Our higher education system has evolved dramatically from its birth in the aftermath of the Second World War. Originally segregated by class, gender and race, modern universities scarcely resemble their predecessors.
The transition to a consumer-centric model has enabled universities to employ a full suite of market tools and encourage innovation in day to day processes. Education has become a franchise catering for a large proportion of the population and today’s universities have quickly stepped up to meet evolving expectations.
With 43 universities in Australia alone, higher education institutions now compete for student recruitment and retention. The student experience is paramount to success in both.
However student student experience remains an ephemeral concept with vague, if any, definition and measurement strategies.
Most universities continue to use student surveys to determine their satisfaction with aspects of their experience, including their lecturers and course delivery.
Given the technology which is now jammed into every corner of the campus and the dramatic evolution higher education has taken since the early 1900s, it seems limited and counter-productive to reduce the student experience to a rating out of 10.
In Japan, academic professionals use the Japanese College Student Survey and the Japanese Freshman Survey. The USA employs the National Survey for Student Engagement. The UK uses the National Student Survey and in Australia, we use the Course Experience Questionnaire.
These scores have long been respected as a key driver of institutional change, however the limited nature of the survey begs the question if the results it presents are comprehensive, balanced and fair enough upon which to base such decisions.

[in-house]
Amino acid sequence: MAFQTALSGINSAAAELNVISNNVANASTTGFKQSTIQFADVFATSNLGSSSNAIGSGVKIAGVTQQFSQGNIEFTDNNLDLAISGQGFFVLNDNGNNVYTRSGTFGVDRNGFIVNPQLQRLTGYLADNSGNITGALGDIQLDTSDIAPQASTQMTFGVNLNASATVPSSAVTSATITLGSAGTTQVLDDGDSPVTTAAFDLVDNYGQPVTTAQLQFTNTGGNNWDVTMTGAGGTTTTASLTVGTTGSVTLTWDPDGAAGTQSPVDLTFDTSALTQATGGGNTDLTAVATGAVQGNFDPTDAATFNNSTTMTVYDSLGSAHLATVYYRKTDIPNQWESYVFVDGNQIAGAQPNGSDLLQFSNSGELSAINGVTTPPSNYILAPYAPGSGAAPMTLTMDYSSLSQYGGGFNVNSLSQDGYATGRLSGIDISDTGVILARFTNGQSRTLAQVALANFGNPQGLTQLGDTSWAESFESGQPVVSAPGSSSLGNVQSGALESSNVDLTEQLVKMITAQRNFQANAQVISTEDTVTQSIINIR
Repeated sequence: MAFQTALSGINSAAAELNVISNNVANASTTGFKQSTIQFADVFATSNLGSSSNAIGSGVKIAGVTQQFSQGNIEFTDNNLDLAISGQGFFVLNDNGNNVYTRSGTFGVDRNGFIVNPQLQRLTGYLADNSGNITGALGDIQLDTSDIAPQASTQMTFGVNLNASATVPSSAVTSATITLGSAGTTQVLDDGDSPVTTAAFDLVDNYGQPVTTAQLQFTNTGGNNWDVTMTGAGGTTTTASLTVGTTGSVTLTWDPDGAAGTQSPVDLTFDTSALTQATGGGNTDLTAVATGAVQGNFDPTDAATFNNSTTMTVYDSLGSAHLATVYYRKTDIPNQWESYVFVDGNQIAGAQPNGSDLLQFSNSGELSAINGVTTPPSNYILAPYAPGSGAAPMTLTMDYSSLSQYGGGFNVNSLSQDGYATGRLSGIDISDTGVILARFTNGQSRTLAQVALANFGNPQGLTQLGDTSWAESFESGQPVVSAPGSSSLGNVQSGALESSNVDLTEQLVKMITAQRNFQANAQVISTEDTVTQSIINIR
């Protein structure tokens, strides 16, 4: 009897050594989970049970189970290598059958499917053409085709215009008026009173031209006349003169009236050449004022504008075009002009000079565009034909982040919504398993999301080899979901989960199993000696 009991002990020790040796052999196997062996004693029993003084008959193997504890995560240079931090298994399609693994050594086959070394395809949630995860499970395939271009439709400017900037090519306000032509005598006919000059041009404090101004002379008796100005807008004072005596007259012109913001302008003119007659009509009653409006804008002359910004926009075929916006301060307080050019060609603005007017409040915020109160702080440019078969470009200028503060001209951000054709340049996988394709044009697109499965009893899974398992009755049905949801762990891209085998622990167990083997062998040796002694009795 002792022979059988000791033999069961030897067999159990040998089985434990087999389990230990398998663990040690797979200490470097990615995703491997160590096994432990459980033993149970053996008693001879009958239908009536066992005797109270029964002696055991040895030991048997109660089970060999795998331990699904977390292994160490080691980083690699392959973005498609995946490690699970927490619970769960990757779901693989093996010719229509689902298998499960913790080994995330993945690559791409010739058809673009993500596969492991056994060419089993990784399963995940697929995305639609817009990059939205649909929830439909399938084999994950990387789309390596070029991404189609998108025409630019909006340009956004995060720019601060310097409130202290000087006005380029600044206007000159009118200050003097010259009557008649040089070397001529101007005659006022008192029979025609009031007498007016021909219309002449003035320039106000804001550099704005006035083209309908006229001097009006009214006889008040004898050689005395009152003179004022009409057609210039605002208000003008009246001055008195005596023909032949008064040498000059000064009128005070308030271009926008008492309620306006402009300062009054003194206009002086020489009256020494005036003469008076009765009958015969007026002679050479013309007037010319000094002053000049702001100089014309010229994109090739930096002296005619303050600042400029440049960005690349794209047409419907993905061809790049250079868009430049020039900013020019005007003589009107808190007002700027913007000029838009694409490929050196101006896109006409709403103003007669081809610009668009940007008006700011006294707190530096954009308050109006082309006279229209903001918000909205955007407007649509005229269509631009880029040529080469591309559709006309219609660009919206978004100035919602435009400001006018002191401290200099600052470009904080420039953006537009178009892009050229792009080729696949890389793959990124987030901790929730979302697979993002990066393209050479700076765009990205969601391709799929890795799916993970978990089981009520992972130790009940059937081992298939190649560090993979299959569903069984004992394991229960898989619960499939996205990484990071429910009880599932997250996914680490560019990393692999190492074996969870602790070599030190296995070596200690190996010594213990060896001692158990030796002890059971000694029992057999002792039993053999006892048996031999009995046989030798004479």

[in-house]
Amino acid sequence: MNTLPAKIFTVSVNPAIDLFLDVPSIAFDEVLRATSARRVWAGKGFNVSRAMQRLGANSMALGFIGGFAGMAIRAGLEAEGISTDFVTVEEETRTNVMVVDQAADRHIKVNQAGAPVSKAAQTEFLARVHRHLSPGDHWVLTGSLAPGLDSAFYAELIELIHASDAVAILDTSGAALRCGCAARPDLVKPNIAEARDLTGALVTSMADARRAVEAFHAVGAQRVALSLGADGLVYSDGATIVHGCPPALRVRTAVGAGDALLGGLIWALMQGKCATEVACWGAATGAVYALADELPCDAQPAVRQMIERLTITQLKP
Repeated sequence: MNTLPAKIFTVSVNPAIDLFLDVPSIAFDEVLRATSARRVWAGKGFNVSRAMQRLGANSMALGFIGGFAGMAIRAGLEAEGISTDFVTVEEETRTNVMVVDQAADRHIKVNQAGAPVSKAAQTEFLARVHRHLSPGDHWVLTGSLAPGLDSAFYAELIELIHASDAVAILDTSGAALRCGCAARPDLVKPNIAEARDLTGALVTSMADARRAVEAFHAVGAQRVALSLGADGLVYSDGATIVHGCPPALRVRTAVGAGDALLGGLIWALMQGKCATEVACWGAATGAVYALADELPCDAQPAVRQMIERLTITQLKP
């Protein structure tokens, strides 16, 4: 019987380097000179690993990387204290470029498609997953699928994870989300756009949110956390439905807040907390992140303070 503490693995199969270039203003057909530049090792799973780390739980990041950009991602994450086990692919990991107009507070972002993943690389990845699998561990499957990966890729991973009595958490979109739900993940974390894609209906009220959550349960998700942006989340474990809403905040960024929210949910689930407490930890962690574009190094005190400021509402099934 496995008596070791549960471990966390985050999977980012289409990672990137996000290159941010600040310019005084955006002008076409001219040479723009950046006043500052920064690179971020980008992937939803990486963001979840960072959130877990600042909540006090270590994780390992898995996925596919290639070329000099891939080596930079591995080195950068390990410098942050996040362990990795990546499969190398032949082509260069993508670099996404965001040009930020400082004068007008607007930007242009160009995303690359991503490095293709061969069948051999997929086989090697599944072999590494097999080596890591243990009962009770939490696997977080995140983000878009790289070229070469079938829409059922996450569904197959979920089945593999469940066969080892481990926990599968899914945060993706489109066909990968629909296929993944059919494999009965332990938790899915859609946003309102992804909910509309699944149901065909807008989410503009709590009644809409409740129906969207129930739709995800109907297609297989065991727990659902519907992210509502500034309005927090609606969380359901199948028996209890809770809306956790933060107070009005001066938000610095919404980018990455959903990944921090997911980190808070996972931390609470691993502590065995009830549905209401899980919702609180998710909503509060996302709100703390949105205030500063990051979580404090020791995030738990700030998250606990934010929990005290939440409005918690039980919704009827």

One suggested alternative is the focus group. While these can’t be completed en masse, they’re extremely useful in discovering how different groups think and feel and what they prioritise in their experience. They also had a human dimension to impersonal data and provide the opportunity for open dialogue on how the experience can be improved.
A student’s experience, however, extends beyond the classroom. Measuring their whole of university experience incorporates factors ranging from involvement in clubs or sporting groups, time spent on campus, lectures attended, online engagement, and their likelihood to recommend the university to a friend.
A cumulative way of measuring these factors is with a student register which tracks the student’s involvement in different aspects of university life. While this would enable the university to reach out to low-engagement students, it would also provide the opportunity to identify trends in larger cohorts.
Similarly, low rates in time spent on campus, for instance, begs questions around the services and amenities available onsite.
Are you seeking more strategies to measure and enhance the student experience?
The 6th Enhancing Student Experience, taking place in Sydney from 22 – 23 April, explores innovative methods to engage and support students across the life cycle as well as evaluate the effectiveness of your initiatives.
Hear from speakers including Professor Laura-Anne Bull, Deputy Vice-Chancellor of James Cook University, who will share her insights on how best to capture and utilise the student voice to enhance the student experience.
Deep dive into the topic with a workshop around ‘how & when to best measure student satisfaction & engagement’. Facilitated by Jacqui Clarke, Former Director of Student Experience at TAFE SA, the session will explore how to assemble an effective program to measure and improve student satisfaction and engagement.